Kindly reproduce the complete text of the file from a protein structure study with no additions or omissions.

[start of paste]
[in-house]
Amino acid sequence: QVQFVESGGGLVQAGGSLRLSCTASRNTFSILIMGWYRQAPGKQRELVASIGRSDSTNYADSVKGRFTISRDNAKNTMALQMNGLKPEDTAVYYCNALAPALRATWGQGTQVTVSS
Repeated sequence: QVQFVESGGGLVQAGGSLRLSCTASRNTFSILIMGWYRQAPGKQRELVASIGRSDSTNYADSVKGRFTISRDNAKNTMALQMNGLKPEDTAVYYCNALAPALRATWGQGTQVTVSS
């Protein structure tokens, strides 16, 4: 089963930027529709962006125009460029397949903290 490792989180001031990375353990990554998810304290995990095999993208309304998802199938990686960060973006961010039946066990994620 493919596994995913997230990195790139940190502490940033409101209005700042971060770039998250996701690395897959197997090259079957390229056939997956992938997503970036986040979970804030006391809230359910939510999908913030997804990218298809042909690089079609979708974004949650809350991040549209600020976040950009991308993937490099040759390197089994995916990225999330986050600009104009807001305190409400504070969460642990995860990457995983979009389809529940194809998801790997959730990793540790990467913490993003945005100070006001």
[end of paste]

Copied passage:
[in-house]
Amino acid sequence: QVQFVESGGGLVQAGGSLRLSCTASRNTFSILIMGWYRQAPGKQRELVASIGRSDSTNYADSVKGRFTISRDNAKNTMALQMNGLKPEDTAVYYCNALAPALRATWGQGTQVTVSS
Repeated sequence: QVQFVESGGGLVQAGGSLRLSCTASRNTFSILIMGWYRQAPGKQRELVASIGRSDSTNYADSVKGRFTISRDNAKNTMALQMNGLKPEDTAVYYCNALAPALRATWGQGTQVTVSS
């Protein structure tokens, strides 16, 4: 089963930027529709962006125009460029397949903290 490792989180001031990375353990990554998810304290995990095999993208309304998802199938990686960060973006961010039946066990994620 493919596994995913997230990195790139940190502490940033409101209005700042971060770039998250996701690395897959197997090259079957390229056939997956992938997503970036986040979970804030006391809230359910939510999908913030997804990218298809042909690089079609979708974004949650809350991040549209600020976040950009991308993937490099040759390197089994995916990225999330986050600009104009807001305190409400504070969460642990995860990457995983979009389809529940194809998801790997959730990793540790990467913490993003945005100070006001």